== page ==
Earth Day 2011–Looking Back, Looking Forward

From the April 2011 issue of EPA NRMRL News, received via e-mail.

The first Earth Day was celebrated in 1970. In the years since then, the United States and its frontline environmental agent–the Environmental Protection Agency–have come a very long way toward preserving our finite resources of clean air, water, and land. Earth Day 2011 provides a perspective on past EPA successes, especially the scientific accomplishments that laid the foundation for legislative action, and for the environmental tools and technologies in use today. But Earth Day also looks ahead to a new vision of sustainability.

Water Use and Reuse

More than a half-century of scientific research in drinking water chemistry resulted in the first U.S. legislation–the Safe Drinking Water Act of 1974–that today ensures clean drinking water for communities and efficient controls on community waste water and storm runoff. Some results of the 1974 legislation and its amendments include:

  • Control of chemicals, bacteria, and viruses in drinking water
  • Identification of unwanted byproducts of chlorine disinfection
  • Development of risk standards for lead, copper, and arsenic in drinking water
  • Control of microbial contaminants in source waters
  • Control of municipal waste water for potential reuse
  • Controls on storm water runoff and combined sewer overflows

Clean Air

EPA research laid the foundation for Clean Air Act legislation in 1970 to protect against hazardous air pollutants, especially highway traffic emissions and power plant emissions. Some clean air research accomplishments include:

  • Control of sulfur and nitrogen oxides from coal-fired plants
  • Control of radon infiltration into buildings
  • Identification of indoor air pollutants from household products
  • Development of safe replacements for high-risk CFCs in refrigerators
  • Identification of hazardous coatings, cleaning solvents, and adhesives
  • Control of mercury from power plants and municipal waste burning

Land and Groundwater Protection

Land remediation and groundwater pollution research has resulted in innovative technologies in soil and sediment remediation and redevelopment. Some of them are:

  • Identification of nonaqueous-phase liquids (denser-than-water hazardous solvents) and their removal from groundwater
  • Permeable reactive barriers (subsurface treatment walls) to remediate groundwater pollutants
  • Site-specific technical support for Superfund cleanups
  • Groundwater protection from concentrated animal facility operations
  • Watershed management
  • In situ bioremediation (use of bacteria or plants) for restoring contaminated ground water
  • Reuse of processed wastewater residuals for land and forest reclamation
  • Planning models for municipal restoration of abandoned industrial properties

Research for the Sustainable Future

EPA scientific and engineering research programs have been intensely involved in the problems of restoration and reclamation. Many research efforts continue on this path. But the EPA mandate of protection also involves the growing scientific understanding of the future–the sustainability–of American environmental resources. Many EPA researchers whose work follows this new path are expanding the traditional laboratory setting to add increasing contact with stakeholders in the interaction that sustainable decision making demands. EPA life-cycle analysts, for example, collaborate with business and manufacturing stakeholders in assessing the long-term impacts of products and processes on the environment. This cradle-to-grave assessment requires both data-based modeling and stakeholder contact to be implemented successfully in a real-world economy.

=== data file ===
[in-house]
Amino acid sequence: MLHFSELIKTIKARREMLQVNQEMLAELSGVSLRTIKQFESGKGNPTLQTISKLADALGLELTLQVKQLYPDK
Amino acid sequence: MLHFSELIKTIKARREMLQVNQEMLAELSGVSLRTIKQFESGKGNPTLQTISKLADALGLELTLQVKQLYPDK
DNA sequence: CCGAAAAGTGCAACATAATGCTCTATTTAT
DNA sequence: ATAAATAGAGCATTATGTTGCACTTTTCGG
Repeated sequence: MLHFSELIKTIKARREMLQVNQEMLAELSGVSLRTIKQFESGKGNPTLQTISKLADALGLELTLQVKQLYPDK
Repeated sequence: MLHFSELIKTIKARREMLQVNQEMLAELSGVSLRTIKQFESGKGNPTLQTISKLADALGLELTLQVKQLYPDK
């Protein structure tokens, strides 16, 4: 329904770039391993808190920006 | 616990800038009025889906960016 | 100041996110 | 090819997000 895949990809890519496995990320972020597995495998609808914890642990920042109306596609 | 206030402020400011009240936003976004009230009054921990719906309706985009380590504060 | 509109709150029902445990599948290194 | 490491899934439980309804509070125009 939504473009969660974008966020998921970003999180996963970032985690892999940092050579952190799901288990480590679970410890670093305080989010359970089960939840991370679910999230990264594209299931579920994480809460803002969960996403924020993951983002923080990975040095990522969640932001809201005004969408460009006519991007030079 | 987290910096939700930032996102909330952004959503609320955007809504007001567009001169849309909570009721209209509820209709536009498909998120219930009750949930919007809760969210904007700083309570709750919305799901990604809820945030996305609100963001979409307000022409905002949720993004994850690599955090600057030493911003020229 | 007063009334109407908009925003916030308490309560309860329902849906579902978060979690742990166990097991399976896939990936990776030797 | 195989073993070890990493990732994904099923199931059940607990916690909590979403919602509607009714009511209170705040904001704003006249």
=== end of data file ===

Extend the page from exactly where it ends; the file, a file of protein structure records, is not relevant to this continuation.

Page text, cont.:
The EPA PLACES program works with a living community to make decisions about community development, land use planning, and property management, among other things, in a long-term, monitored sustainability planning model.

Another notable research model is EPA’s Shepherd Creek Pilot Project, which is using economic incentives to involve property owners in improved storm water management practices in a community with large volumes of storm water runoff.

These research programs reflect EPA’s new concepts of stewardship and sustainability that seek a balance of economic growth and environmental responsibility, public and private. They also reflect the expanded vision of Earth Day celebrations since 1970.

Media Contact: Steve Doub, 513-569-7503

Nanoparticles Improve Solar Collector Efficiency

Read the full story from the American Institute of Physics.

Using minute graphite particles 1000 times smaller than the width of a human hair, mechanical engineers at Arizona State University hope to boost the efficiency — and profitability — of solar power plants.

EPA Announces Updated Energy Star Standards for Lighting

The U.S. Environmental Protection Agency (EPA) is announcing updated standards for light fixtures to qualify for the Energy Star label – an efficiency program that has saved consumers money on their energy bills while contributing to cleaner air and protecting people’s health since 1992. Effective October 1, 2011, to qualify for the Energy Star label light fixtures will need to increase efficiency 30 percent above currently qualified fluorescent-based fixtures.  In 2013, performance requirements will increase further, providing 40 percent higher efficiency compared to currently qualified models.

Light fixtures that earn the Energy Star save consumers money on their energy bills and reduce the costs and hassle associated with bulb replacement. The bulbs in Energy Star qualified fixtures last at least 10 times longer than standard light bulbs. The fixtures will continue to meet other strict performance requirements that ensure quick start-up and high quality light output, as well as reduced toxics in the fixture materials. Additionally, the fixtures will come with a 3-year warranty, which is above the industry practice.